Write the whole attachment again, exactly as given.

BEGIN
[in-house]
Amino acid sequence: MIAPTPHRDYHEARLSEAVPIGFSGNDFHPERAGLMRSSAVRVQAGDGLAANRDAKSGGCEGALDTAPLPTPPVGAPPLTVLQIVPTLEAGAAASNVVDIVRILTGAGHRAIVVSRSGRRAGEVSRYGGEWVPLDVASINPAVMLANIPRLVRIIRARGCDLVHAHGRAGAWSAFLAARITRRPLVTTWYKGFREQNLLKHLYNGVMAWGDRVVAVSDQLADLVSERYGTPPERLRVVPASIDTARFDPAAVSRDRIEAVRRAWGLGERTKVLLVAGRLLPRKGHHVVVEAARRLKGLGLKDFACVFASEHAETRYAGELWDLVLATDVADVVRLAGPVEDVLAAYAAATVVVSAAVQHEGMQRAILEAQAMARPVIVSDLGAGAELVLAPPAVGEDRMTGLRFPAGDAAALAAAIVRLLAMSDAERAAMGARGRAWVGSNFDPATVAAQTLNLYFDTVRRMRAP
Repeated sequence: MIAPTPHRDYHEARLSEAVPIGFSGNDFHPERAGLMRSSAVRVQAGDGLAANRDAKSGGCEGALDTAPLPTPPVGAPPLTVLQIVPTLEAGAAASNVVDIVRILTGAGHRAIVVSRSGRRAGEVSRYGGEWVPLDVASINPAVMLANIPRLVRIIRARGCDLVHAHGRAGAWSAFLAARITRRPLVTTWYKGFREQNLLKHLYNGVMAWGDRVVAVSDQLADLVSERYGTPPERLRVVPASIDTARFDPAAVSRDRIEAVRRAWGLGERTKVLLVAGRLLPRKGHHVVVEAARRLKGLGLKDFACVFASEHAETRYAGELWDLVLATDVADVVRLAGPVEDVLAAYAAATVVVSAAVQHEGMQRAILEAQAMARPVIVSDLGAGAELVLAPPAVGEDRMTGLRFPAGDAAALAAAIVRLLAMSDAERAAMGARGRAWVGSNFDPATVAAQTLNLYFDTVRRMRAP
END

[in-house]
Amino acid sequence: MIAPTPHRDYHEARLSEAVPIGFSGNDFHPERAGLMRSSAVRVQAGDGLAANRDAKSGGCEGALDTAPLPTPPVGAPPLTVLQIVPTLEAGAAASNVVDIVRILTGAGHRAIVVSRSGRRAGEVSRYGGEWVPLDVASINPAVMLANIPRLVRIIRARGCDLVHAHGRAGAWSAFLAARITRRPLVTTWYKGFREQNLLKHLYNGVMAWGDRVVAVSDQLADLVSERYGTPPERLRVVPASIDTARFDPAAVSRDRIEAVRRAWGLGERTKVLLVAGRLLPRKGHHVVVEAARRLKGLGLKDFACVFASEHAETRYAGELWDLVLATDVADVVRLAGPVEDVLAAYAAATVVVSAAVQHEGMQRAILEAQAMARPVIVSDLGAGAELVLAPPAVGEDRMTGLRFPAGDAAALAAAIVRLLAMSDAERAAMGARGRAWVGSNFDPATVAAQTLNLYFDTVRRMRAP
Repeated sequence: MIAPTPHRDYHEARLSEAVPIGFSGNDFHPERAGLMRSSAVRVQAGDGLAANRDAKSGGCEGALDTAPLPTPPVGAPPLTVLQIVPTLEAGAAASNVVDIVRILTGAGHRAIVVSRSGRRAGEVSRYGGEWVPLDVASINPAVMLANIPRLVRIIRARGCDLVHAHGRAGAWSAFLAARITRRPLVTTWYKGFREQNLLKHLYNGVMAWGDRVVAVSDQLADLVSERYGTPPERLRVVPASIDTARFDPAAVSRDRIEAVRRAWGLGERTKVLLVAGRLLPRKGHHVVVEAARRLKGLGLKDFACVFASEHAETRYAGELWDLVLATDVADVVRLAGPVEDVLAAYAAATVVVSAAVQHEGMQRAILEAQAMARPVIVSDLGAGAELVLAPPAVGEDRMTGLRFPAGDAAALAAAIVRLLAMSDAERAAMGARGRAWVGSNFDPATVAAQTLNLYFDTVRRMRAP